purchasing or selling coins with money can be difficult to track. The
transactions aren't directly linked to any names or physical addresses and hence
create large room for unscrupulous activities like money laundering, drug
dealing and funding terrorism.
Taxation is a major hurdle when trying to regulate cryptocurrency. Most
countries are of the opinion the cryptocurrency should be taxed but are split on
whether they are to be taxed as a currency or a commodity. Border taxes are
another loophole that needs to be plugged as the online ease to get the tokens
across border checkpoints without being charged border tax depicts the need for
a better regulatory framework both within and between countries.
Other issues are that users need to be careful while entering the details for a
transaction as the payment once done is permanent. Interruptions and hacking are
also experienced. Bu security measures are taken against the same.
Benefits of Cryptocurrency
Despite these gross issues that are apparent. One cannot deny the advantages
that cryptocurrency opens up. Its benefits are many and profound.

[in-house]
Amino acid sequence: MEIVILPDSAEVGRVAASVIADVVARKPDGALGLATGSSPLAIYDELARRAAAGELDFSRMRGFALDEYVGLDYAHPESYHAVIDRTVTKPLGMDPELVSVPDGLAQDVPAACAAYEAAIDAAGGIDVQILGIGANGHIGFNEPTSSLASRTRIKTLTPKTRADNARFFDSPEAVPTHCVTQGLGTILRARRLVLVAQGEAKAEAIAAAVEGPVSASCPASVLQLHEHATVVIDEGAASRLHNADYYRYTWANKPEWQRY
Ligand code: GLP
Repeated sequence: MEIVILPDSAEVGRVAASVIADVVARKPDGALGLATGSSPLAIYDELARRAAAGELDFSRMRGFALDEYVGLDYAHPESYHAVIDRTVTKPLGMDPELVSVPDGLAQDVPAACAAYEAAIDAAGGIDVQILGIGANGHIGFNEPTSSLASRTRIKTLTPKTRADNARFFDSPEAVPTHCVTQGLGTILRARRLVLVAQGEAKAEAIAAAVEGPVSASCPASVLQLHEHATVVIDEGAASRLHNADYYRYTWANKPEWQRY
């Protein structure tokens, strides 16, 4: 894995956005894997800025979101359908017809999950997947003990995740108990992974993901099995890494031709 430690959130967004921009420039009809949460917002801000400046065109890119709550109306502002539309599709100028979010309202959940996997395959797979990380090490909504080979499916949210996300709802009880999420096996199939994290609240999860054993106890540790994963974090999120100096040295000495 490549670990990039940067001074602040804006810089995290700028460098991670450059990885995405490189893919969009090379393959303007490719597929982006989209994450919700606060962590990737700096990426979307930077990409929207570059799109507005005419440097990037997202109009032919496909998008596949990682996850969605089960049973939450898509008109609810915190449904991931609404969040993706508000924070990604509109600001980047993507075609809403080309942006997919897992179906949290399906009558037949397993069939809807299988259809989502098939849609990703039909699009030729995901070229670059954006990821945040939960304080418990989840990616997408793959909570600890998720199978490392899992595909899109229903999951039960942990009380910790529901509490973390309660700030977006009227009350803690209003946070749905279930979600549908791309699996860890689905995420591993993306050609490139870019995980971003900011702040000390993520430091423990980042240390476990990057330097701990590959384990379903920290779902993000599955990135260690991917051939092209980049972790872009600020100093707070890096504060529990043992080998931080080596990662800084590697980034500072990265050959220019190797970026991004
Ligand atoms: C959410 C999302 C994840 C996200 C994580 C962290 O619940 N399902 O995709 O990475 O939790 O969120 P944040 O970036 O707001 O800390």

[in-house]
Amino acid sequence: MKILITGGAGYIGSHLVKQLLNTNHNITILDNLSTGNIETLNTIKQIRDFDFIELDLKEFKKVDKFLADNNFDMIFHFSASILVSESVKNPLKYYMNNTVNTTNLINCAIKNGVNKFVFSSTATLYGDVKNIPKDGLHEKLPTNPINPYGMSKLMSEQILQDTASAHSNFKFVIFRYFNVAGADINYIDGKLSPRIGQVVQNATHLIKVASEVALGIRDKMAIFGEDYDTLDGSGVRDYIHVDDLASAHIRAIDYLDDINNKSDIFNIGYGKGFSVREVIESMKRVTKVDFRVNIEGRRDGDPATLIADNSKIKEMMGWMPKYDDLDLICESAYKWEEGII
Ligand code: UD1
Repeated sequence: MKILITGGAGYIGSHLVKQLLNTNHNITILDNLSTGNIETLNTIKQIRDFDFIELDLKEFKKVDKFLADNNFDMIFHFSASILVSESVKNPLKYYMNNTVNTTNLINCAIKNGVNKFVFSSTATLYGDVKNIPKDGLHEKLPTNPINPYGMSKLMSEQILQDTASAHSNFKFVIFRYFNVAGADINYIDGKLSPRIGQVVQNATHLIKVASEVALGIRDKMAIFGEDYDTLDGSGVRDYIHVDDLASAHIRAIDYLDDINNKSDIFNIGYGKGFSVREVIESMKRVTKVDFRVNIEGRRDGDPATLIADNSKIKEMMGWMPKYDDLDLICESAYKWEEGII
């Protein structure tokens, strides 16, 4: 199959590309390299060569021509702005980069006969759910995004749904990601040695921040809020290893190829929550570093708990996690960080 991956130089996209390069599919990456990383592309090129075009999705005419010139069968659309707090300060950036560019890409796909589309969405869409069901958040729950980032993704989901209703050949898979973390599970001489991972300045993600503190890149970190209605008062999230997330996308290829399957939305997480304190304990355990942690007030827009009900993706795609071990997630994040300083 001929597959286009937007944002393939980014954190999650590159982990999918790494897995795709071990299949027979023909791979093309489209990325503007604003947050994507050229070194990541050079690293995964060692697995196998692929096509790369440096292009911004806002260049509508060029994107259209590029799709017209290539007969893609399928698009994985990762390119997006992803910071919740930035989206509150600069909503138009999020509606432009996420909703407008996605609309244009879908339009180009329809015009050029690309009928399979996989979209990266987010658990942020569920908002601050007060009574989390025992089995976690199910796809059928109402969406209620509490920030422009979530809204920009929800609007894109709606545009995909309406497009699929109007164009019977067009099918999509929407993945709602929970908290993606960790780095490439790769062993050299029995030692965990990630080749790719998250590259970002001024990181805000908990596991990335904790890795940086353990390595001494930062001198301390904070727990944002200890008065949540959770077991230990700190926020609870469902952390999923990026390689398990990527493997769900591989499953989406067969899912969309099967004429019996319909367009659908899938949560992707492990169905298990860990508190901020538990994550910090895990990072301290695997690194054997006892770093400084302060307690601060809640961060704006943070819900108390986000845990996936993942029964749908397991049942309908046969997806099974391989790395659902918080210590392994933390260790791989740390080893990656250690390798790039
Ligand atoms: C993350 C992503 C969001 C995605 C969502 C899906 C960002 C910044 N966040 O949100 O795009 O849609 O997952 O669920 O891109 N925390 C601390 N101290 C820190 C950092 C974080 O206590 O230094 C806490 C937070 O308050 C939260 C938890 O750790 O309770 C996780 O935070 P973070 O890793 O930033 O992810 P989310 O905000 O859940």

- Cryptocurrencies reduce the need for a middle man thereby making
transactions easier, faster and require less or no additional transaction fees.
It eliminates the current social and financial structure and gives power back to
the people. P2P companies that trade directly with each other will be most
- Cryptocurrency exchanges are unique between two parties and ensure
confidentiality. It reduces the chance of identity theft. It also ensures that
no one person or authority exercises complete authority over the system but also
maintains integrity and nullifies manipulation as everything is hardcoded in
- Cryptocurrency finds itself in the centre of technology and finance
and with more people having access to the internet than the banks on a global
scale; it opens the opportunity for underprivileged people to establish credit.
It could prove to be a game-changer and driving force in banking the unbanked
and a more equitable means to distribute wealth.
- It opens us up to the global financial market and offers an opportunity
for international business people or parties to make one-on-one exchanges